When he was attending debutante parties, they were just rampant with cocaine, and there’s lots of rumors about his wild youth. He refuses to talk about it. His policies are bad policies, as are his brother’s [Jeb Bush is governor of Florida and favors spraying a dangerous anti-marijuana fungicide on the entire state].

He’s playing to one of his constituencies – the religious right – but I have a suspicion that if he gets elected he may have some surprises for them. Hell, Al Gore smoked pot for years, probably until he became vice president, and what good is that doing us? I think that most of these politicians have tried marijuana or some other illegal drug, but they are probably not going to tell the truth or change policies until the media changes the way it portrays the drug war. It’s a vicious circle.

Mainstream media and [drug czar Barry]McCaffrey have attacked you. McCaffrey said something about losing the drug debate to ‘very clever’ legalizers.

McCaffrey ducks debating people like me. The prohibs usually refuse to debate. They’re still stonewalling. They like to stand on the sidelines and make allegations about our motives and tell lies about marijuana and Holland. The Canadian media is so far ahead of American media. No comparison. That’s why legalization is moving along there so much faster.

All the Canadians have to do is keep contacting Parliament and government ministers and tell them to respect the will of the people. And the Canadians are very aware of how the US bullies Canada’s marijuana policy. America interferes with the internal affairs of Canada and other countries around the world, and we have a media-government alliance that’s really scary.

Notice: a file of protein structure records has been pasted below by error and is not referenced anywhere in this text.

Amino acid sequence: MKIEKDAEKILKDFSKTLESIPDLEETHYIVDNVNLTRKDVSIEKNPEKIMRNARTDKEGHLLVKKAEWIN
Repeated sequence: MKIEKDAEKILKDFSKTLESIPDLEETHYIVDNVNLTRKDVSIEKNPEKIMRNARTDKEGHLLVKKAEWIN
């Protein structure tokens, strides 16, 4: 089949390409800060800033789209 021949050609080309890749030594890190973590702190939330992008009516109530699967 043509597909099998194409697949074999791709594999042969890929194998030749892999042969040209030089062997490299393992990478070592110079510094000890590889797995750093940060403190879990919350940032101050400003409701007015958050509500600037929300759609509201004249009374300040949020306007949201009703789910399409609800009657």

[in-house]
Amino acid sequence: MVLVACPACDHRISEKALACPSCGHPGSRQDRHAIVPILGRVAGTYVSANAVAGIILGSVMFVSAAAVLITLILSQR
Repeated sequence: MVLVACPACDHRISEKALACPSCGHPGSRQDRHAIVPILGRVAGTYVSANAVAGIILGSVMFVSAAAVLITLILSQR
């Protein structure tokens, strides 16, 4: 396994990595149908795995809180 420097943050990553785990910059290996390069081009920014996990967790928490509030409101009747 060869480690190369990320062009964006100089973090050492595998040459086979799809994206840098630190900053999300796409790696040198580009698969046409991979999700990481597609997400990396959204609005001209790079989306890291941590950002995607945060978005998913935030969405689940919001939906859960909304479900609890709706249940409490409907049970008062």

What accounts for Canada being more progressive?

I think people should be grateful for your magazine and for Marc Emery. I mean, how long has CANNABIS CULTURE been around, three years, and it’s having a big influence, already a respected international publication. And

Marc is one those people who devotes all his resources to ending prohibition. There are lots of people making lots of money off prohibition, including some commercial marijuana growers, and they never give anything back. Marc gives it all back. It would not take many more Marc Emerys in the US and Canada to bring this thing to an end. If people want to know how to beat prohibition, look at what Marc has done.

He’s risked his ass to do it. Have you ever been persecuted because of your activism?

Because of my age and the way I look, I am not the type of person usually targeted by the police. I came out and told the world I was gay after being named national director of NORML, to head off anybody thinking that outing me would hurt the cause.

Gay people have played a major role in the medical marijuana movement, but Clinton has used his own gays to attack us. But no, thankfully, I have not been arrested or harmed by the government.

Do you think cannabis will be liberated anytime soon?

I predict that five years from now, medical marijuana and hemp cultivation will be legal, and de facto legalization will be happening in most areas. The momentum is on our side.